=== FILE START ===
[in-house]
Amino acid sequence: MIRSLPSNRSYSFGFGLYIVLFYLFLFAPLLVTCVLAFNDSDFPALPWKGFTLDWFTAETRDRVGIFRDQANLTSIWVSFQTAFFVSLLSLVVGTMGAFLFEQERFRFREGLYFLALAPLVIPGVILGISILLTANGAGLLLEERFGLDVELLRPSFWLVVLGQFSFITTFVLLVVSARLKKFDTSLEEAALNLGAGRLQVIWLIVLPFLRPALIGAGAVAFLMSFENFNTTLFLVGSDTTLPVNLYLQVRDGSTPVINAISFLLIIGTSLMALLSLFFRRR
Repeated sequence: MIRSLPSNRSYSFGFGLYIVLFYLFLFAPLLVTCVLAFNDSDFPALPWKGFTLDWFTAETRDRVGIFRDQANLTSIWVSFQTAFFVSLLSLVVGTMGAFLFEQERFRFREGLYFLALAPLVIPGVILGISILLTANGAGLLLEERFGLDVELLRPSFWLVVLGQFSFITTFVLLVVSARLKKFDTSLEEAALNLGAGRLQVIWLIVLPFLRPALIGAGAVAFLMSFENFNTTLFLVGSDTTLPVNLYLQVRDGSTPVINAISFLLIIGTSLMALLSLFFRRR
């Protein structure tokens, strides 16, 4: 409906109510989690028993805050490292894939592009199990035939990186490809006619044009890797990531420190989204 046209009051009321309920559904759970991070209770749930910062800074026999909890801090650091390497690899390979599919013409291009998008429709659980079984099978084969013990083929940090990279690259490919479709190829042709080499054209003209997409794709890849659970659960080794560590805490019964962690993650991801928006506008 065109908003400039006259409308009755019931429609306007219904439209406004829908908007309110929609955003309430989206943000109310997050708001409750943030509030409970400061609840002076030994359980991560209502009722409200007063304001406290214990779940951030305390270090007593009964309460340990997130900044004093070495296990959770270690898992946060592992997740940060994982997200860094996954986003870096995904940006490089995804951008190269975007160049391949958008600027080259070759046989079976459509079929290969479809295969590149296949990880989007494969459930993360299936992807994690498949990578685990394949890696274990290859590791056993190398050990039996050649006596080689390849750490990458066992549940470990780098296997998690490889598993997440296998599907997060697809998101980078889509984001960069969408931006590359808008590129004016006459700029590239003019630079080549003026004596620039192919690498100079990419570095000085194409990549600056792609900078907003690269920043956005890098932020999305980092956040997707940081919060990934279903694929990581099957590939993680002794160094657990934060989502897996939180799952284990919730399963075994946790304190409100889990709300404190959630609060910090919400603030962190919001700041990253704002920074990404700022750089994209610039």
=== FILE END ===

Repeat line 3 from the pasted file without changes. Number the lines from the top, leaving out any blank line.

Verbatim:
Repeated sequence: MIRSLPSNRSYSFGFGLYIVLFYLFLFAPLLVTCVLAFNDSDFPALPWKGFTLDWFTAETRDRVGIFRDQANLTSIWVSFQTAFFVSLLSLVVGTMGAFLFEQERFRFREGLYFLALAPLVIPGVILGISILLTANGAGLLLEERFGLDVELLRPSFWLVVLGQFSFITTFVLLVVSARLKKFDTSLEEAALNLGAGRLQVIWLIVLPFLRPALIGAGAVAFLMSFENFNTTLFLVGSDTTLPVNLYLQVRDGSTPVINAISFLLIIGTSLMALLSLFFRRR